Digital photography has created a huge problem. Most of us no longer know what our photographs look like, because we aren’t using color-accurate display systems to view our photographs on screen.
Sure, most people think their systems are accurate, and expect their prints to match their monitor, until they hit a bump that tells them something is awry. In my experience running two photo labs and teaching photography, there are few photographers who have a rock-solid, color-accurate display solution in place. The best thing you can do is read on, and it will become readily apparent where you fall in this regard.
This problem exists because computers and displays aren’t accurate out of the box. They only are made to be accurate by YOU carefully selecting hardware and properly setting up your software.
Read that again and let it sink in. I know most people assume that they have a “good” system, but “good” does not mean accurate.
Color accuracy doesn’t happen by accident. It is only by an intentional application of hardware and software by the photographer that monitors display an image that could be called “accurate” by industry standards.
At Aspen Creek Photo, we most often see this when a photographers discovers that their expectations exceed the limitations of their equipment or their knowledge of color management and how to apply it successfully. This is a common occurrence in photography, and it’s how we grow in the craft. Making an expressive photograph is all about having a pre-visualized expectation…then learning how to achieve it.
Usually the discovery of expectations exceeding these limitations comes in the form of an email declaring, “My Prints are Dark!”
The good news is that obtaining accurate color from a monitor is an achievable goal. The catch is that you’ll probably have to make some purchases, buying the very specific equipment color accuracy requires.
When we run into issues that we suspect are calibration related we have a set of troubleshooting questions that quickly identify the areas that need corrective action.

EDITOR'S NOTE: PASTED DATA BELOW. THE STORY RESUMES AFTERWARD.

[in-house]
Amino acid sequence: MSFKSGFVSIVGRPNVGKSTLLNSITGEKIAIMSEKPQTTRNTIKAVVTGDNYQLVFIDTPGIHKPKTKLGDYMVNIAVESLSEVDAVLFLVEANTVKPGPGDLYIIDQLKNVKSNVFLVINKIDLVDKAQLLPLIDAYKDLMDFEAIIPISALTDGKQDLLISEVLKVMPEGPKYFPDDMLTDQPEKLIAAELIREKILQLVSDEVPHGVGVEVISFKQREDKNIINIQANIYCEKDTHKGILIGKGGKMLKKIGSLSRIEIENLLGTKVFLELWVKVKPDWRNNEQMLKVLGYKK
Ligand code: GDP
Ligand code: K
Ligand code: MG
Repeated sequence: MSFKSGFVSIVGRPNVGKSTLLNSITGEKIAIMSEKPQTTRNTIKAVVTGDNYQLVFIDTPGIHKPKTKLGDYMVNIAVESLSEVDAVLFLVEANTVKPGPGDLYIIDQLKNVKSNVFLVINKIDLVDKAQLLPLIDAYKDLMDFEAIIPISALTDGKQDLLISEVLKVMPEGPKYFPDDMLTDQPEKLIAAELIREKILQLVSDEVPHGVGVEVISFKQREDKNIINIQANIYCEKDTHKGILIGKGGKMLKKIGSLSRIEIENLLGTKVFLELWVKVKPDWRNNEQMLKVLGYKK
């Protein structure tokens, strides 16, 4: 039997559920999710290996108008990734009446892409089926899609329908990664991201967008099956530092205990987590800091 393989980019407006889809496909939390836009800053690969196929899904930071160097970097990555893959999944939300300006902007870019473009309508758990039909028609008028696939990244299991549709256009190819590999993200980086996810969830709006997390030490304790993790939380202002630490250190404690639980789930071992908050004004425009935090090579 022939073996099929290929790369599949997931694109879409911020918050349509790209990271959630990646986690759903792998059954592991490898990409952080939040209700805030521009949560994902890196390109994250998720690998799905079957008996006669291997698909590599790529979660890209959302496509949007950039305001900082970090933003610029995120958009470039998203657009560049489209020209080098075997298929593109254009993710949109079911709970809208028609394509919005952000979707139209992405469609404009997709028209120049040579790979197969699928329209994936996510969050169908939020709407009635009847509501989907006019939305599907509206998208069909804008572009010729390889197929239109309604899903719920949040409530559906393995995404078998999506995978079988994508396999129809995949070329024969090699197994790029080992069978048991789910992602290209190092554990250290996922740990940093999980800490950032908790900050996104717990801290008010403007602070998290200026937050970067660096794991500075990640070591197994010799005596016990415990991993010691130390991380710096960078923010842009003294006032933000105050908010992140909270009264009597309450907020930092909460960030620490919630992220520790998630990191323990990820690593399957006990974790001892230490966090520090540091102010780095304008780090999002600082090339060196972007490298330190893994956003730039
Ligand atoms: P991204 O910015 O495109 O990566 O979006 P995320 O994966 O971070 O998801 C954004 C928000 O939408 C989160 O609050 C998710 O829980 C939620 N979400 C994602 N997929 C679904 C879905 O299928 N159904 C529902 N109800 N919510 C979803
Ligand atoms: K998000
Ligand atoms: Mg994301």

▪ What is the system software (10.5, XP, Windows 7)?
▪ What photo editing software is being used?
▪ Monitor model number and brand?
▪ Calibration System (Eye-One, Spyder,etc)?
▪ Date of last calibration?
▪ Monitor Luminance Value?
▪ Monitor Whitepoint?
▪ Type of viewing light used to evaluate prints?
Answering these questions correctly will give you a color-accurate system…so let me give you the answer to each question.
System Software (10.5, XP, Windows 7):
This is a diagnostic question for the Aspen Creek staff to help understand a user’s setup, but it’s important because operating systems (OS) handle color management differently. I don’t care what OS you use, as long as you know how to make its color management work for you. I’m a 22-year Mac user, so I can only advise you on how it works on a Mac. For Mac users, you really don’t need to know much because the ICC workflow has been built into Macs for over a decade.
What you do need to know is where profiles go, where your monitor profile is stored, how to ensure that your OS is using that monitor profile to display images, and communicating that information to your photo editing programs
Photo Editing Software being used
If you are using a somewhat current version of Photoshop, Lightroom, or Aperture, this shouldn’t be an issue. If you are using different software, you’ll have to investigate to see if it works with ICC profiles, and if you need to do any setup to make it work properly.
Monitor model number and brand
Without a color-accurate monitor, forget about trusting your screen.
Sit in a room with candles for an hour and meditate on this fact until it sinks in.
Most monitors aren’t made for the needs of photographers to display images accurately. There is a simple way to tell if it is. Don’t look at price, brightness, millions of colors, or pixel resolution.
Color-Accurate displays are marketed by telling how much of AdobeRGB they display. Not sRGB, but AdobeRGB. If a monitor displays greater than 69% of AdobeRGB, it’s adequate for color-accurate work. If you go to your monitor’s specs on the manufacturer’s site and it mentions nothing about % of AdobeRGB, odds are you don’t have a color-accurate monitor.
Most color-accurate displays are going to cost you close to $1,000 and use IPS style LCD panels. NEC, LaCie, and EIZO are the big names in color-accurate displays, and most Apple LCDs are color-accurate too (although Apple doesn’t publish their % of AdobeRGB specs, which is strange, given how many professional photographers use their products).
NEC MultiSync LCD2690WUXi2